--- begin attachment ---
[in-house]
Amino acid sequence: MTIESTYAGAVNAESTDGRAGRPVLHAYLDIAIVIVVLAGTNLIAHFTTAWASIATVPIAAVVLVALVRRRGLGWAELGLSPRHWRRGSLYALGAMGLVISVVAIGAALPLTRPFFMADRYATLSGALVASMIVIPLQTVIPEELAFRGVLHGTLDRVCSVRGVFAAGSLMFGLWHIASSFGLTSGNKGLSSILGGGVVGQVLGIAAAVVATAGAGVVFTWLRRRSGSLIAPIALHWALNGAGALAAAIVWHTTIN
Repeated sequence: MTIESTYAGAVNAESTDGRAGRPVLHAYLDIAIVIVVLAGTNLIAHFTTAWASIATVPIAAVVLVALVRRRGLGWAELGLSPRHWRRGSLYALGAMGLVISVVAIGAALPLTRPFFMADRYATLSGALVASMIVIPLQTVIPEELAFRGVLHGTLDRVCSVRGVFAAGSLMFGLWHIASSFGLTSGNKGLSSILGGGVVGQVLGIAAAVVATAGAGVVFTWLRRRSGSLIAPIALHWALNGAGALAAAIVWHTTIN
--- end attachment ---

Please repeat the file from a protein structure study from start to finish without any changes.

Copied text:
[in-house]
Amino acid sequence: MTIESTYAGAVNAESTDGRAGRPVLHAYLDIAIVIVVLAGTNLIAHFTTAWASIATVPIAAVVLVALVRRRGLGWAELGLSPRHWRRGSLYALGAMGLVISVVAIGAALPLTRPFFMADRYATLSGALVASMIVIPLQTVIPEELAFRGVLHGTLDRVCSVRGVFAAGSLMFGLWHIASSFGLTSGNKGLSSILGGGVVGQVLGIAAAVVATAGAGVVFTWLRRRSGSLIAPIALHWALNGAGALAAAIVWHTTIN
Repeated sequence: MTIESTYAGAVNAESTDGRAGRPVLHAYLDIAIVIVVLAGTNLIAHFTTAWASIATVPIAAVVLVALVRRRGLGWAELGLSPRHWRRGSLYALGAMGLVISVVAIGAALPLTRPFFMADRYATLSGALVASMIVIPLQTVIPEELAFRGVLHGTLDRVCSVRGVFAAGSLMFGLWHIASSFGLTSGNKGLSSILGGGVVGQVLGIAAAVVATAGAGVVFTWLRRRSGSLIAPIALHWALNGAGALAAAIVWHTTIN